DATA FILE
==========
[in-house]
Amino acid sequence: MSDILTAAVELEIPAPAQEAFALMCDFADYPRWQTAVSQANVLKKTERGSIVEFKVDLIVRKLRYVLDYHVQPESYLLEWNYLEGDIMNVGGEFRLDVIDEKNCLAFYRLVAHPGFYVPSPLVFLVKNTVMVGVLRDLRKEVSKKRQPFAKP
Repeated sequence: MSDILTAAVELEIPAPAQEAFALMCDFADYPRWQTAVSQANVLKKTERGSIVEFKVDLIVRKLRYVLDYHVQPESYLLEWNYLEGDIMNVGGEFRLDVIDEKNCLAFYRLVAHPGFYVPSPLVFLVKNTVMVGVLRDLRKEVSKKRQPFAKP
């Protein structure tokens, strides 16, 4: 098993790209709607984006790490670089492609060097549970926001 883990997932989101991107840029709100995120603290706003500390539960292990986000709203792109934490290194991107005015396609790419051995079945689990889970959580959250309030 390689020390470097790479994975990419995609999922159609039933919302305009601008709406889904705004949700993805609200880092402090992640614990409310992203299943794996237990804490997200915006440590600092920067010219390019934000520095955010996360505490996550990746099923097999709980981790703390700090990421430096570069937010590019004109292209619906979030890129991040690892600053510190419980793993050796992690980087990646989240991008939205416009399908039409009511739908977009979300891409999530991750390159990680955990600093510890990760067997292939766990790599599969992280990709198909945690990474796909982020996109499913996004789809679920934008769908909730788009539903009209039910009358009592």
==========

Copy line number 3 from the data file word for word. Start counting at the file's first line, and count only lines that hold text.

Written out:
Repeated sequence: MSDILTAAVELEIPAPAQEAFALMCDFADYPRWQTAVSQANVLKKTERGSIVEFKVDLIVRKLRYVLDYHVQPESYLLEWNYLEGDIMNVGGEFRLDVIDEKNCLAFYRLVAHPGFYVPSPLVFLVKNTVMVGVLRDLRKEVSKKRQPFAKP